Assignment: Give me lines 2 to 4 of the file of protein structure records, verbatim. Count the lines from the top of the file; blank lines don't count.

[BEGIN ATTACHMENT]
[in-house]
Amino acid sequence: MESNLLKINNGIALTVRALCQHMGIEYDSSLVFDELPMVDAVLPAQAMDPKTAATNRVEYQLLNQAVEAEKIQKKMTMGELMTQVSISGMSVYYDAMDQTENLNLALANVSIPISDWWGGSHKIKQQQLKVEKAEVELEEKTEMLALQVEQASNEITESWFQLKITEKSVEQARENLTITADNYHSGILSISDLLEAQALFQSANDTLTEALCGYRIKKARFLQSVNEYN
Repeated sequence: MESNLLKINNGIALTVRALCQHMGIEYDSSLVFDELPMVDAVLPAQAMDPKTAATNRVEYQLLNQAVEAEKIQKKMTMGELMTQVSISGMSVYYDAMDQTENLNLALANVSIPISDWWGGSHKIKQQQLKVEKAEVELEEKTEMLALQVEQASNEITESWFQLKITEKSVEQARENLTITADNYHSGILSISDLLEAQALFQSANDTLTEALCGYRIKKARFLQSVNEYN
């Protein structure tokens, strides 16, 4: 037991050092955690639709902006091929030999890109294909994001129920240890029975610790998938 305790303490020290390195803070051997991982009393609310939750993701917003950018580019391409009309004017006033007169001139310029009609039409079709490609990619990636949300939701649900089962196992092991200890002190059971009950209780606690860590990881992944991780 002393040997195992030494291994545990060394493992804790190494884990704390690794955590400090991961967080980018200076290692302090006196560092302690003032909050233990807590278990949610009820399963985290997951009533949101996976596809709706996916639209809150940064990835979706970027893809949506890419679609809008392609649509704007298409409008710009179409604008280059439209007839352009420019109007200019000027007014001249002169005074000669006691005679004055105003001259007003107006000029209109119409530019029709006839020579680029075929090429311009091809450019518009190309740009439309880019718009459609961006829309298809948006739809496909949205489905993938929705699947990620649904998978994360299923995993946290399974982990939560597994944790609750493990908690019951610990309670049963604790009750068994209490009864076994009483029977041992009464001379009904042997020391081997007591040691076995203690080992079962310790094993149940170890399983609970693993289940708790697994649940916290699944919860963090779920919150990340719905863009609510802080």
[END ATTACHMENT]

Amino acid sequence: MESNLLKINNGIALTVRALCQHMGIEYDSSLVFDELPMVDAVLPAQAMDPKTAATNRVEYQLLNQAVEAEKIQKKMTMGELMTQVSISGMSVYYDAMDQTENLNLALANVSIPISDWWGGSHKIKQQQLKVEKAEVELEEKTEMLALQVEQASNEITESWFQLKITEKSVEQARENLTITADNYHSGILSISDLLEAQALFQSANDTLTEALCGYRIKKARFLQSVNEYN
Repeated sequence: MESNLLKINNGIALTVRALCQHMGIEYDSSLVFDELPMVDAVLPAQAMDPKTAATNRVEYQLLNQAVEAEKIQKKMTMGELMTQVSISGMSVYYDAMDQTENLNLALANVSIPISDWWGGSHKIKQQQLKVEKAEVELEEKTEMLALQVEQASNEITESWFQLKITEKSVEQARENLTITADNYHSGILSISDLLEAQALFQSANDTLTEALCGYRIKKARFLQSVNEYN
């Protein structure tokens, strides 16, 4: 037991050092955690639709902006091929030999890109294909994001129920240890029975610790998938 305790303490020290390195803070051997991982009393609310939750993701917003950018580019391409009309004017006033007169001139310029009609039409079709490609990619990636949300939701649900089962196992092991200890002190059971009950209780606690860590990881992944991780 002393040997195992030494291994545990060394493992804790190494884990704390690794955590400090991961967080980018200076290692302090006196560092302690003032909050233990807590278990949610009820399963985290997951009533949101996976596809709706996916639209809150940064990835979706970027893809949506890419679609809008392609649509704007298409409008710009179409604008280059439209007839352009420019109007200019000027007014001249002169005074000669006691005679004055105003001259007003107006000029209109119409530019029709006839020579680029075929090429311009091809450019518009190309740009439309880019718009459609961006829309298809948006739809496909949205489905993938929705699947990620649904998978994360299923995993946290399974982990939560597994944790609750493990908690019951610990309670049963604790009750068994209490009864076994009483029977041992009464001379009904042997020391081997007591040691076995203690080992079962310790094993149940170890399983609970693993289940708790697994649940916290699944919860963090779920919150990340719905863009609510802080």